March 3, 2004
One month ago I turned the key to our apartment in
the Bronx, carrying Cornelius’ tenor and gig bag, and wearing his leather
jacket. (My coat was in my checked suitcase, somewhere between New York
I think there were eight messages on our voicemail that night. I was astonished at how quickly the news spread, and in the days that followed, even more astonished at how deeply and broadly Cornelius’ absence had been felt. Since that night, I don’t think there has been a moment when I have not felt companioned by your prayers and kindnesses. Your affection for Cornelius, and for the children and me, has been a tangible comfort.
Those of you who knew Cornelius know that he was a man without pretense. Cornelius was who he was. Occasionally he would come home from a recording session and tell me that the producer had asked him to imitate the latest chart-topping tenor player, and he’d told them he didn’t know how. That was only half true. Technically, he knew how to get that sound. What he didn’t know how to do was present himself as something he wasn’t. As you can imagine, there were times over the years when I found his inability to compromise exasperating! But I had to give him credit for being true to himself.
Thank you for sharing your own Cornelius stories with me and with our children. They’ve warmed our hearts and made us laugh. And I know that for each of you, there are friends and acquaintances who could share just as many stories of lives touched and enriched by your generosity and integrity of spirit.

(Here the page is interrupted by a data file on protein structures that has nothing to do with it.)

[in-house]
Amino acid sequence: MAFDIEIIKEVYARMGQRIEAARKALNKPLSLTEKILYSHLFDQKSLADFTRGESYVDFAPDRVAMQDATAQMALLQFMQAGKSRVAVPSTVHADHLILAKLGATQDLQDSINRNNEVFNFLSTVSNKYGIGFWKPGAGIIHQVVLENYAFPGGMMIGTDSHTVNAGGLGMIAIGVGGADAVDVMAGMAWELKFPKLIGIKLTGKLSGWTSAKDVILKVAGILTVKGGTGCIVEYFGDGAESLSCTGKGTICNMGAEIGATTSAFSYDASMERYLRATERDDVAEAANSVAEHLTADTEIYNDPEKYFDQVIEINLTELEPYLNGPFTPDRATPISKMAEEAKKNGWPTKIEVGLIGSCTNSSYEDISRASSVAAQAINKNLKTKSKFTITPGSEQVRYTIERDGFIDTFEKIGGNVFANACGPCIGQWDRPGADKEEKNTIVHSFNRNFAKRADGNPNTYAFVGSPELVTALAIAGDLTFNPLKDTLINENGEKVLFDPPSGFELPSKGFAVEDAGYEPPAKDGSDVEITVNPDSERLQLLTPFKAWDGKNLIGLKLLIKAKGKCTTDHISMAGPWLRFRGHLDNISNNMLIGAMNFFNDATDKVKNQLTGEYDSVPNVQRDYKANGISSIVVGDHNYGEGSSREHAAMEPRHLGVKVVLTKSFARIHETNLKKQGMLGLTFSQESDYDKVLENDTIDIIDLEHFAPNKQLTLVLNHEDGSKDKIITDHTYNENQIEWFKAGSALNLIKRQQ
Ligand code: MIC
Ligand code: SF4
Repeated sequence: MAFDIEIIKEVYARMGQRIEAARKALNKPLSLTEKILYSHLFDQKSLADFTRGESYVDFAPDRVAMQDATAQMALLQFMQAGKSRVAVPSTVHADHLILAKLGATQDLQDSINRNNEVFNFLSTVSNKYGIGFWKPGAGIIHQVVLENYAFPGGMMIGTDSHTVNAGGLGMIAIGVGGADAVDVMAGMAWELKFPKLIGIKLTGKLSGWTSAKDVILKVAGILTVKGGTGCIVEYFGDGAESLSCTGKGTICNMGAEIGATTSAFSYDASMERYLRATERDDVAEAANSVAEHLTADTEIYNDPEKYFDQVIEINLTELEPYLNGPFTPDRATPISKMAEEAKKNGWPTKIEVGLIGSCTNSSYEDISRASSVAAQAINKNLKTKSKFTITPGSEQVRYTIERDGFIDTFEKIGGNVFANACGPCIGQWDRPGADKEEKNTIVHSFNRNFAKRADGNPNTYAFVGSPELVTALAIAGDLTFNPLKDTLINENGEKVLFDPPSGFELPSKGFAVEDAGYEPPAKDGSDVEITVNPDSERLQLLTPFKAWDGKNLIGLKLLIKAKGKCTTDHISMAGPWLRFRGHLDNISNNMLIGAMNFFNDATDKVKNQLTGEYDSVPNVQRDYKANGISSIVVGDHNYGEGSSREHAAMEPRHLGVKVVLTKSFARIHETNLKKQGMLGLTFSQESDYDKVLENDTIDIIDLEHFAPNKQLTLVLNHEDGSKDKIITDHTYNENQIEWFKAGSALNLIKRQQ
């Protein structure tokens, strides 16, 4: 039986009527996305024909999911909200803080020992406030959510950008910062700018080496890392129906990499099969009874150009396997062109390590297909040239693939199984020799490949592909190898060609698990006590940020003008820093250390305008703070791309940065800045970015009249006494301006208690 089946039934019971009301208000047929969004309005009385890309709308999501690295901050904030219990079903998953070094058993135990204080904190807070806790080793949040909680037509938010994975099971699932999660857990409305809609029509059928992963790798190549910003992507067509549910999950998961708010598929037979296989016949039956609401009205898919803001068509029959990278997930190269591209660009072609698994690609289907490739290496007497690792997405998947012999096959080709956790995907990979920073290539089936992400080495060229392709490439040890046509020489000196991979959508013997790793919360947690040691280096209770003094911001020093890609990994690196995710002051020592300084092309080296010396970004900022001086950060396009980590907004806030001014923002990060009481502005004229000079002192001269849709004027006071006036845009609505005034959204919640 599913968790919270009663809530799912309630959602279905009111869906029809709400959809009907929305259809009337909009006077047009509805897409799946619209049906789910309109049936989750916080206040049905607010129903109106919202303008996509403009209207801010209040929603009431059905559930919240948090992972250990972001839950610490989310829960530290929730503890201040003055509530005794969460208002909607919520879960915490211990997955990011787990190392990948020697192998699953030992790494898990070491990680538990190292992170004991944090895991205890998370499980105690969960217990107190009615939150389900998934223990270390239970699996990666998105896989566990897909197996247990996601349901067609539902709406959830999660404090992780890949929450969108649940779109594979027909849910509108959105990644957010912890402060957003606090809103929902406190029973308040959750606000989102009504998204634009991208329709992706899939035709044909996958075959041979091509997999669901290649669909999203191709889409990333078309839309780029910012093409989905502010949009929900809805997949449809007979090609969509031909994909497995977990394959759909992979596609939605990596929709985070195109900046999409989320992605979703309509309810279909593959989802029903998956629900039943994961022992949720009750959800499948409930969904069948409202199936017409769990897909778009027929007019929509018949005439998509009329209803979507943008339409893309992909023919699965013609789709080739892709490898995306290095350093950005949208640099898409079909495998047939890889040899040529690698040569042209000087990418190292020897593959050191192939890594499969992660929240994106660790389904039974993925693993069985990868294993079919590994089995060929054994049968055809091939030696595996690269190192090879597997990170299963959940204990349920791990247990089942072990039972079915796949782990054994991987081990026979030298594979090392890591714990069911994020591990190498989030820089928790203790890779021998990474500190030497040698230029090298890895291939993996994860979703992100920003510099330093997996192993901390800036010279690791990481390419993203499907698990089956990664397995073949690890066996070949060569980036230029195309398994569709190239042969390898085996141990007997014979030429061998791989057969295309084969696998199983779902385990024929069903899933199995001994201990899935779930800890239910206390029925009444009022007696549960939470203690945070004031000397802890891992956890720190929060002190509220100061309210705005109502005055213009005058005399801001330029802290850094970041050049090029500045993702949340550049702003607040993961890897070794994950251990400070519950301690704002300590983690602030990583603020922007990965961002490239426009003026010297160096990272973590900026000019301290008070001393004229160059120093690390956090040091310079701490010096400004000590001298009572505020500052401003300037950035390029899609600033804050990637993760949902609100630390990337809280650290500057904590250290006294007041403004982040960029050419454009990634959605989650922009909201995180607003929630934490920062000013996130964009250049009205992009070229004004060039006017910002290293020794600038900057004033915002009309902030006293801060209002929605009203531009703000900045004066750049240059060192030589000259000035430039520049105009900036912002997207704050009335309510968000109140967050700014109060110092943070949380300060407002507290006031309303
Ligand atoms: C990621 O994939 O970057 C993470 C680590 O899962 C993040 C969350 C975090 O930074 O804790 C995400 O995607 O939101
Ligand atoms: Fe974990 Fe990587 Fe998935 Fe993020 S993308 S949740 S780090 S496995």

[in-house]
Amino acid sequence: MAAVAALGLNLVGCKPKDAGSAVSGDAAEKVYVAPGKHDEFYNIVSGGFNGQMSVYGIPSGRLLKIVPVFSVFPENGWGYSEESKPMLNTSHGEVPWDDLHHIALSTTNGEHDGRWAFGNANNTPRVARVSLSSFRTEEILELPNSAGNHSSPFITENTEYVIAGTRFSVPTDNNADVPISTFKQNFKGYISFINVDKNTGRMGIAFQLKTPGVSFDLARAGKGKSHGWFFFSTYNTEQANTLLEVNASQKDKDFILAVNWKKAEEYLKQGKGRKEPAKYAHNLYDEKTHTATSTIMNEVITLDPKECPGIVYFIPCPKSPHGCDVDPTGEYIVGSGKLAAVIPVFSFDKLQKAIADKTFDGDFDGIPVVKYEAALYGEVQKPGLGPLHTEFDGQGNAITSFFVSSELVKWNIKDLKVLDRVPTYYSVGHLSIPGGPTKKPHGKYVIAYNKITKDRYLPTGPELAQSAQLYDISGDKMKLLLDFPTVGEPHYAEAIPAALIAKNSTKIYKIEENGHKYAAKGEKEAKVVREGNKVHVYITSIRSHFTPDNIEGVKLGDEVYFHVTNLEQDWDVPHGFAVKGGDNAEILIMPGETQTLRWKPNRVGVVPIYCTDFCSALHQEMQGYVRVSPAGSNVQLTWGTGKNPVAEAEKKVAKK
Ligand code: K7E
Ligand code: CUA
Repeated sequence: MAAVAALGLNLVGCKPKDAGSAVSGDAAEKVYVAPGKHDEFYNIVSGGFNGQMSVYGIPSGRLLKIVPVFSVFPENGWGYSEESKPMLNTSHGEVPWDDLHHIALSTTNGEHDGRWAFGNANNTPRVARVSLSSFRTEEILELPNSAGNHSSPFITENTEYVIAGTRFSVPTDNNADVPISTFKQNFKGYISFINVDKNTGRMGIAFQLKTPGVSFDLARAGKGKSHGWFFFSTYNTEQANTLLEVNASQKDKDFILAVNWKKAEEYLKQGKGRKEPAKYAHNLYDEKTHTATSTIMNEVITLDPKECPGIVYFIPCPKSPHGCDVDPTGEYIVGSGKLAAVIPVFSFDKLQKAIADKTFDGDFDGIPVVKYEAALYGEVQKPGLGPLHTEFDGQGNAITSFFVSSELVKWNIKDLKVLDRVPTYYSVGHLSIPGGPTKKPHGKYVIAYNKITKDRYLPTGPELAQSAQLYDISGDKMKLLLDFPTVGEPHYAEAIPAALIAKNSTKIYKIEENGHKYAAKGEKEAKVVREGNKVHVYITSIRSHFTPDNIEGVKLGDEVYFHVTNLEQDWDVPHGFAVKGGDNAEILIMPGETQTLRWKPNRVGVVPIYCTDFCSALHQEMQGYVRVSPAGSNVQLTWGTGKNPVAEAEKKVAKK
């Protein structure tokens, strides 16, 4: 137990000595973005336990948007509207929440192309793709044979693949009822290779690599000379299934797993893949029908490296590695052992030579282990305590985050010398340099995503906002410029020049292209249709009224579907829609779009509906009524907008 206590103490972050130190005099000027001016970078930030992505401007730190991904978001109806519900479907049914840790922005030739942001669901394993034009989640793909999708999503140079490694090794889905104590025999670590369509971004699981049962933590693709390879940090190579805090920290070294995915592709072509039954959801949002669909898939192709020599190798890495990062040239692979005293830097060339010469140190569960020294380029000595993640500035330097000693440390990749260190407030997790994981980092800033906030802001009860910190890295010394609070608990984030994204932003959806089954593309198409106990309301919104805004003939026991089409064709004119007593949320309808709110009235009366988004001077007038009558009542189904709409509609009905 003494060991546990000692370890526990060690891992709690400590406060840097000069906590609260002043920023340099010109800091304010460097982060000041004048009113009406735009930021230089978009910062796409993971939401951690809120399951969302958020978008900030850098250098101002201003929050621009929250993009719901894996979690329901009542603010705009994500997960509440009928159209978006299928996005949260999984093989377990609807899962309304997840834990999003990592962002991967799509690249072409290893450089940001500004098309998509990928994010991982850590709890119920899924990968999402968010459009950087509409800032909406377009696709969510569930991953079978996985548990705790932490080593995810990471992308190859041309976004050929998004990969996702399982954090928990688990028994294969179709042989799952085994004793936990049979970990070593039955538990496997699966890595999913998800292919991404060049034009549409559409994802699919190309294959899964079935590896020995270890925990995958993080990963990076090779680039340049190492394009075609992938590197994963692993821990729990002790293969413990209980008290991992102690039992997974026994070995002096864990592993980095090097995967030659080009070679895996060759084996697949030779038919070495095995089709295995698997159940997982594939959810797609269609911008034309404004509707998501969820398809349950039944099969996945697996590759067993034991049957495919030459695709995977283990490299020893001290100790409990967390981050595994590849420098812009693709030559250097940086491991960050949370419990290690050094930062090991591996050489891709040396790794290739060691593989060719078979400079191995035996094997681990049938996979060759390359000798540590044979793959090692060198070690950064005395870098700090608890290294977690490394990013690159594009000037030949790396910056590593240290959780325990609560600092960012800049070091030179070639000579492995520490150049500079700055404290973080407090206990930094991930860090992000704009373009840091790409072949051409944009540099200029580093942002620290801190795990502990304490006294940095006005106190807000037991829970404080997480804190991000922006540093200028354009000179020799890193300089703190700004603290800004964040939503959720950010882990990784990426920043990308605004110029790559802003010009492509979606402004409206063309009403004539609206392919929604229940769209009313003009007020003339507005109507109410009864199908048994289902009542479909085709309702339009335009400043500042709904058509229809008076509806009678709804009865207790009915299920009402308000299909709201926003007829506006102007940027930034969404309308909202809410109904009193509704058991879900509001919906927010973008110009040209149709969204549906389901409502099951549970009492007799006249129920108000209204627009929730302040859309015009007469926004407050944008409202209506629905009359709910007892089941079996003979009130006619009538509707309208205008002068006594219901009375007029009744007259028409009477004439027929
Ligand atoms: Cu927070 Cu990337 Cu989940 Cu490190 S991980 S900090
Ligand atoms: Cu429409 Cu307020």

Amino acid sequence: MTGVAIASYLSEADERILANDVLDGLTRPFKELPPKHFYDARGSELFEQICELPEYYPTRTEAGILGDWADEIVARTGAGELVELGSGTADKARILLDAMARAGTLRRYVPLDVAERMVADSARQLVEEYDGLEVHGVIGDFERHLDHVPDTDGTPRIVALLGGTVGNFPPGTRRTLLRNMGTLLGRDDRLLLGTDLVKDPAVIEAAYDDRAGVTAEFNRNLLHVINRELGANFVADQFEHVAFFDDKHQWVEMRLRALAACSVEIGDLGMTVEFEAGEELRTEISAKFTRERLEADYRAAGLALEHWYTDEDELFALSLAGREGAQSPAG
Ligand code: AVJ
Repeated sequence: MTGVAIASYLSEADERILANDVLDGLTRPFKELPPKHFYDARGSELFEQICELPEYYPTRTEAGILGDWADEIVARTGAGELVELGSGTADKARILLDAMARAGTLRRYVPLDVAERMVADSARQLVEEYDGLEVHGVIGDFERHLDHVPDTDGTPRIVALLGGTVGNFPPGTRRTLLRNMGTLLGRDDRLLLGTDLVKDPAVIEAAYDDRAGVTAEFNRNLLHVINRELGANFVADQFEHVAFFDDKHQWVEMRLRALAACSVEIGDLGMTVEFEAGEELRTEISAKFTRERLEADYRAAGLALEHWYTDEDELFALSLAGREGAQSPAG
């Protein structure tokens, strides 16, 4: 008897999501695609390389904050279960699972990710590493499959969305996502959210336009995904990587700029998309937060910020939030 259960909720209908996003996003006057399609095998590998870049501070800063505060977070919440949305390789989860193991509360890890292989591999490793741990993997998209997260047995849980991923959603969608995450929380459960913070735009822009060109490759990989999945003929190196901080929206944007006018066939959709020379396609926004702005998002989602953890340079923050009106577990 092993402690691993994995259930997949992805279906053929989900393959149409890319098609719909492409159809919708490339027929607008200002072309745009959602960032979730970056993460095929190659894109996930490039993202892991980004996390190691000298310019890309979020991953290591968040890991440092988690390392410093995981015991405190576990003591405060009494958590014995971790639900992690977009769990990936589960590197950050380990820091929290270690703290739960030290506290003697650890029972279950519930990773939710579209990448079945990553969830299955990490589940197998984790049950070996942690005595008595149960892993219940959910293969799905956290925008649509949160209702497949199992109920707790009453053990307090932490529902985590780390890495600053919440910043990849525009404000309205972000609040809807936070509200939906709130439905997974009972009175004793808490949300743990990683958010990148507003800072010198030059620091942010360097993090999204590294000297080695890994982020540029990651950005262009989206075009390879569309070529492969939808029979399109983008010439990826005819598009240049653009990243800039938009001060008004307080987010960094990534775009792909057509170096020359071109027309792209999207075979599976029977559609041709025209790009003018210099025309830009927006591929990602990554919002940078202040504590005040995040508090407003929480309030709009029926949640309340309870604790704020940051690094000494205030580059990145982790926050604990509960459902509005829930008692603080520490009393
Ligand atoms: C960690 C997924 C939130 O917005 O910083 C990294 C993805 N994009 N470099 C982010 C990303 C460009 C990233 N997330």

Over the years Cornelius and I have shared a love for the writings of one of the spiritual pioneers of the late 19th century, Mary Baker Eddy. She once wrote “I sympathize with those who mourn, but rejoice in knowing our dear God comforts such with the blessed assurance that life is not lost; its influence remains in the minds of men, and divine Love holds its substance safe in the certainty of immortality.”
I take comfort in knowing that our dear God comforts you, and that whatever influence any of us has on one another’s lives, it brings lasting meaning. If I have learned anything in the past month, it’s how important it is to let people know how much their kindness means to me while I have the opportunity to do so.
Thank you all for your prayers, calls, cards, and gifts. We’ve really been overwhelmed by the love and support we have received. There are many people that I need to thank personally, and I will continue to do that privately, but just a few need to be mentioned here because of their unusual generosity.
Thank you Walter and Donald for dedicating the opening page of the Steely Dan website to Cornelius, literally within hours of his passing, and for your concern and support.
Thank you Rod for bringing together so many of Cornelius’ friends and colleagues for a tribute concert in Sonora that was uplifting and joyful. Cornelius would have wanted it that way.
Paul and Deb, thank you for your tenderness and understanding, and for devoting the better part of your lives during this past month to responding to all the messages coming into Cornelius’ website. I don’t know how I would have managed this without you.
Thanks Mom, Cheri, Cindy, Lishelle, and Regina for coming to New York even though I thought I didn’t need you to come and told you not to.
The “SD Webdrone” sent me several pages of comments that had been posted on various Steely Dan fan bulletin boards. On Feb. 4, the day after Cornelius’ passing, someone named Pam posted this quote by Aldous Huxley that I found especially meaningful. (Thank you, Pam):
“After silence, that which comes nearest to expressing the inexpressible is music.”
With love and thanks,